Monday, November 23, 2009

The Goddess of Spring

I’ve read about the creation of Snow White and the Seven Dwarfs for years now. I’ve eagerly put down money for two versions of the film (VHS and DVD) and will probably end up with another (Bluray) at some point soon. And in everything I have seen, The Goddess of Spring is referenced as Disney’s first attempt to create a realistic human figure, in preparation for Snow White.



In watching this short, though, I have to say that it seems as though that may not be correct. Or perhaps it’s a matter of perception. The subject of this film is Persephone, the titular goddess. But the form she takes seems no improvement on the porcelain dolls of The China Shop. It seems like Persephone’s hair is porcelain or plastic, just like the dolls.

Persephone is a distinct figure, though, because it marks when the animators started trying to find their way in the human form. And there are some distinct differences between Persephone and her predecessors. Her facial expressions and design are much cleaner and more expressive. Her movements, while still a bit unnatural, are more fluid than other human like figures in the shorts to this point.



What I found interesting was that Pluto, the adversary of Persephone in this short, was a much more realistic figure except for his face. His manner of walking and gesturing seemed more real to me than Persephone’s broad gestures. There is the slight problem of his devilish face, though.



I guess I should discuss the melodrama of the story as well. Everything in this short is overwrought and dramatic, but it fits, because the story is about the work of the gods and how it affects us mere mortals on Earth.



Persephone opens the short by dancing amongst the spring like flora and fauna, but she is soon grabbed by Pluto, who erupts from the ground and steals her away. The consequence is that the Earth turns from Spring to Winter, as Persephone is taken away. Pluto can not make her happy, no matter how many jewels or gifts he gives her, so he agrees to let her go back to the surface temporarily, so long as she comes back.



Persephone’s return to the Earth melts the snow and returns the Spring, but only temporarily, as the chorus reminds us. This is supposed to be the explanation for the change of the seasons, which is a neat concept.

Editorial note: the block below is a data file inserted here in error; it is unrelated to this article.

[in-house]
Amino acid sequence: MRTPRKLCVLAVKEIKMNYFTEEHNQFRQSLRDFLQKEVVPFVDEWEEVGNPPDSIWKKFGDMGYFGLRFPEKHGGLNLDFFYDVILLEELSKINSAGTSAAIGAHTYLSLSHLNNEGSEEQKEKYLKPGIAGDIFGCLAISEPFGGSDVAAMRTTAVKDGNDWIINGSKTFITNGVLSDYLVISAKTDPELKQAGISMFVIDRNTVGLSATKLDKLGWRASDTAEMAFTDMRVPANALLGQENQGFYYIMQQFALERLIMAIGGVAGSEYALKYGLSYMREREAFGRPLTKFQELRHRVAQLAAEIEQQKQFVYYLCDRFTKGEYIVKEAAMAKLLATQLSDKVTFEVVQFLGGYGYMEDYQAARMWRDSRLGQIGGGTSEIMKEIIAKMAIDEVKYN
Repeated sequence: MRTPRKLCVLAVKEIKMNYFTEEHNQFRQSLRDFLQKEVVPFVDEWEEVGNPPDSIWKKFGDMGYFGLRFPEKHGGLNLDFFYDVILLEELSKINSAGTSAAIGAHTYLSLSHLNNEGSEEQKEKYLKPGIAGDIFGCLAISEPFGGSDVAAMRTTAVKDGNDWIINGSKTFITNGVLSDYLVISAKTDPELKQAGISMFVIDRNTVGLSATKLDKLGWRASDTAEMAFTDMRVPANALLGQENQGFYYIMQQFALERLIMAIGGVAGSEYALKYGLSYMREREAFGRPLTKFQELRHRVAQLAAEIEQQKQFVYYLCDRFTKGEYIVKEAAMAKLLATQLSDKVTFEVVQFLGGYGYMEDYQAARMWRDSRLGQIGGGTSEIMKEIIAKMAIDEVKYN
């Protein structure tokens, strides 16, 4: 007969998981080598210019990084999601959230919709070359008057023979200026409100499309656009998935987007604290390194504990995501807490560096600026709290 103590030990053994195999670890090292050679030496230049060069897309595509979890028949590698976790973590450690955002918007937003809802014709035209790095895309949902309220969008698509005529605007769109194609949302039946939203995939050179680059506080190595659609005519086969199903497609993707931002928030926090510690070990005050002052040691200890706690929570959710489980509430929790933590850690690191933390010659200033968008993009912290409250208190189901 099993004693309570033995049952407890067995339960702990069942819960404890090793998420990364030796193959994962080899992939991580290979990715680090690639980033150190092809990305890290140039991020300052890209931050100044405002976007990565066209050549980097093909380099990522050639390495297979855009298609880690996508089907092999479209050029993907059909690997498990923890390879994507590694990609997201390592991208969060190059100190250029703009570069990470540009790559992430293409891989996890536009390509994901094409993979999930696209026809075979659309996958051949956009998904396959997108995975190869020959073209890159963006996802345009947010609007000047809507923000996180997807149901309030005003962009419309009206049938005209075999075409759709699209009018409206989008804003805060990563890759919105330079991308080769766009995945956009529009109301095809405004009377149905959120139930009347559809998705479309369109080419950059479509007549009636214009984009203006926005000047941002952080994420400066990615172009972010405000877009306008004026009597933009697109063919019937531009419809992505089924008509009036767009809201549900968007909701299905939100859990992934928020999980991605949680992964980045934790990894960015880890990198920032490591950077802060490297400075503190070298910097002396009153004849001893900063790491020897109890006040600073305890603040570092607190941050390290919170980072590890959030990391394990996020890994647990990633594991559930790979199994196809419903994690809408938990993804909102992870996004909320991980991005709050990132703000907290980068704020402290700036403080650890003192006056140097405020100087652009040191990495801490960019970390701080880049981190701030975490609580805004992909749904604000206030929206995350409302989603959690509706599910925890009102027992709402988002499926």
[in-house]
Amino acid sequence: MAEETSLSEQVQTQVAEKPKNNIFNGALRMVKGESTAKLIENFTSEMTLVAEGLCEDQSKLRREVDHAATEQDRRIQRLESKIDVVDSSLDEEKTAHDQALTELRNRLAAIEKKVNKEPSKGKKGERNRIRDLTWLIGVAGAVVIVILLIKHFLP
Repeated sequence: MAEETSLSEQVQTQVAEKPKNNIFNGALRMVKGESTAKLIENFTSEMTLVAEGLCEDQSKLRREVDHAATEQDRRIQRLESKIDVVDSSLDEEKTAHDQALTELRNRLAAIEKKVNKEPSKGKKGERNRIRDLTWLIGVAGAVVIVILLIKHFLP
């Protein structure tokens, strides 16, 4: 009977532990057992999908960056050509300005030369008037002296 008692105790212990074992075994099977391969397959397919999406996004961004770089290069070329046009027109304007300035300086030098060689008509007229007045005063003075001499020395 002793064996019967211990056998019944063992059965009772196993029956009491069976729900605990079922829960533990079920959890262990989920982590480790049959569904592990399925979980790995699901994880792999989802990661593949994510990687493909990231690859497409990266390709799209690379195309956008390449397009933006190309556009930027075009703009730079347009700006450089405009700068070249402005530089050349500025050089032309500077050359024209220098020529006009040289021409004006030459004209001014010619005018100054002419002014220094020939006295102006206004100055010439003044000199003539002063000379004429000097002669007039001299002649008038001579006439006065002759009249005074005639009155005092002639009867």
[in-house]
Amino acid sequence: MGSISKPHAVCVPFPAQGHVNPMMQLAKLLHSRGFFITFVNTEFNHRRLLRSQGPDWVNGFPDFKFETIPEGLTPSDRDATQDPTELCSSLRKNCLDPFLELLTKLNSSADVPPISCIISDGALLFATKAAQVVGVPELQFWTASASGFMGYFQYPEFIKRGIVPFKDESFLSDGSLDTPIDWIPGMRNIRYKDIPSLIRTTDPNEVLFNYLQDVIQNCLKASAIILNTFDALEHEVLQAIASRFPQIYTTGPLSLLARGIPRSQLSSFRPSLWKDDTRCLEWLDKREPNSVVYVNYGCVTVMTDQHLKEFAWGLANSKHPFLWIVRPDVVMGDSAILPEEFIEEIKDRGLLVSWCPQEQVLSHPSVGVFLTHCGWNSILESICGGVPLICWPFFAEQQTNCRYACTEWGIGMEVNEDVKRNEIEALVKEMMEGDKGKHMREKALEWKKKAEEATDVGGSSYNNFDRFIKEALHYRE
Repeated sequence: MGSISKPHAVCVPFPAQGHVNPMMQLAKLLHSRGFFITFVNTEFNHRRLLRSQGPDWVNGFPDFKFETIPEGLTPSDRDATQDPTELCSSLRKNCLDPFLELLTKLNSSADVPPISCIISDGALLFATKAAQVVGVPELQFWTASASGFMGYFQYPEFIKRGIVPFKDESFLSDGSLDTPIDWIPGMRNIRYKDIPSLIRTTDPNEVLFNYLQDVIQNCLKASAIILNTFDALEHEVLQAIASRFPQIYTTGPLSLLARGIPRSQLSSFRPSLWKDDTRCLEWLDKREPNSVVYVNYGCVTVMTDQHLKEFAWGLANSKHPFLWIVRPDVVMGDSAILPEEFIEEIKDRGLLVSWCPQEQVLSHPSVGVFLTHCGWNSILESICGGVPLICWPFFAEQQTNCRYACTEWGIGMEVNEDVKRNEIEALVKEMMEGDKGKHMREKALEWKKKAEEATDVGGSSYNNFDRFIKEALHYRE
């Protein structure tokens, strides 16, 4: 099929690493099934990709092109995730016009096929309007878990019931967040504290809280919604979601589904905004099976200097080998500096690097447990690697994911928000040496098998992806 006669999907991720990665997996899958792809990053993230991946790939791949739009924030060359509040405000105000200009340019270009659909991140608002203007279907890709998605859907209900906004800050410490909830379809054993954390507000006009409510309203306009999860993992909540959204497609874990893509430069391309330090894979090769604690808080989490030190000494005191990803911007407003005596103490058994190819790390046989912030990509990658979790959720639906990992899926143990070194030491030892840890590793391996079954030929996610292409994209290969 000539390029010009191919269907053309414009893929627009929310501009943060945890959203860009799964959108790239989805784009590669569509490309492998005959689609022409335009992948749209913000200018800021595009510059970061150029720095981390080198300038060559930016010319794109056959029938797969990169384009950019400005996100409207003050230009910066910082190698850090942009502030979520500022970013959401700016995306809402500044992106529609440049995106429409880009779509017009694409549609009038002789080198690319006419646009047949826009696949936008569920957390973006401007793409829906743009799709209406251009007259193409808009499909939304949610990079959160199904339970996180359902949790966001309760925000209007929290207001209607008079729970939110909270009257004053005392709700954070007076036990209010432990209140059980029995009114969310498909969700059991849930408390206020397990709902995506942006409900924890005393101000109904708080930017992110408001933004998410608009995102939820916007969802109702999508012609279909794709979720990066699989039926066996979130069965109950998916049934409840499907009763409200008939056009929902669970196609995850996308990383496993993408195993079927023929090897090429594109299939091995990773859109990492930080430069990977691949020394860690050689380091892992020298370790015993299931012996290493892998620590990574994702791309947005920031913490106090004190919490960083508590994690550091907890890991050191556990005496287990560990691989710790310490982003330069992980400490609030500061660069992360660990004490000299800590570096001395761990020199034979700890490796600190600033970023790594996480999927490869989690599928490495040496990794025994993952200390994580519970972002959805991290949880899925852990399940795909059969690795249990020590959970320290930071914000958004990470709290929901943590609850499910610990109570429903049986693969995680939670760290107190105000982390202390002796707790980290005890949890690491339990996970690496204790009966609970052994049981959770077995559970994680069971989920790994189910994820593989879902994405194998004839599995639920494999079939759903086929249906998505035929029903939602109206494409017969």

However, I have to say, that as a first step towards Snow White, I did not find Persephone very convincing. It could also be that she is featured so little in this short that it’s hard to make a good judgment. There is more focus on Pluto than on her. It’s a good short, but shows you how far Disney and his team would have to evolve between 1934 and 1937 to get Snow White out and make it the film it would become.

All images copyright Disney. All rights reserved.


1 comment:

  1. A very ambitious short for Disney. It's lightly operatic, there's a more serious tone (although there's a good measure of fun and some gags mixed in) and it attempts to portray two realistic human-like figures in the main roles. Disney was absolutely looking ahead to Snow White (work began on the feature in 1934, although experimental animation wouldn't begin until 1935).

    Of course, attempting something so ambitious was going to be something of a struggle and most of what I've read and heard about this short suggests that no one at the studio was satisfied with the animation in this cartoon. It's easy to laugh at this cartoon (I remember a my dad once at a clip of Persephone's dancing and I burst out laughing every single time I see that pathetic fawn crying in the snow), but it was this kind of ambition, aiming for what yet can't be achieved, that would lead to future achievements and acclaim for Disney.

    Still it wouldn't be fair of me to focus only on what Disney couldn't quite achieve with this cartoon. The Hi-de-Hades is a knock-out and one of my all time favourite Disney scenes.

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